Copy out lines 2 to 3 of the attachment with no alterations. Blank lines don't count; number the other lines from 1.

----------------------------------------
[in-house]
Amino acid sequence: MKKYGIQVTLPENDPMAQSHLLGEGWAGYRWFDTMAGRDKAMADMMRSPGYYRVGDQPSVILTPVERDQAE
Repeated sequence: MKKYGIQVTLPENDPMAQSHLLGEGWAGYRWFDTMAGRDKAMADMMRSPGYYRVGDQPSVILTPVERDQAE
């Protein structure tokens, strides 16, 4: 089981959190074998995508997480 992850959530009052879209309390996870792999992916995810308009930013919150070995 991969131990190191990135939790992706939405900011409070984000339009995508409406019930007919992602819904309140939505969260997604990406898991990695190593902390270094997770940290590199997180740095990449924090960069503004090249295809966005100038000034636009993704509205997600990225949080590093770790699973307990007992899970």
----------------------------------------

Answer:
Amino acid sequence: MKKYGIQVTLPENDPMAQSHLLGEGWAGYRWFDTMAGRDKAMADMMRSPGYYRVGDQPSVILTPVERDQAE
Repeated sequence: MKKYGIQVTLPENDPMAQSHLLGEGWAGYRWFDTMAGRDKAMADMMRSPGYYRVGDQPSVILTPVERDQAE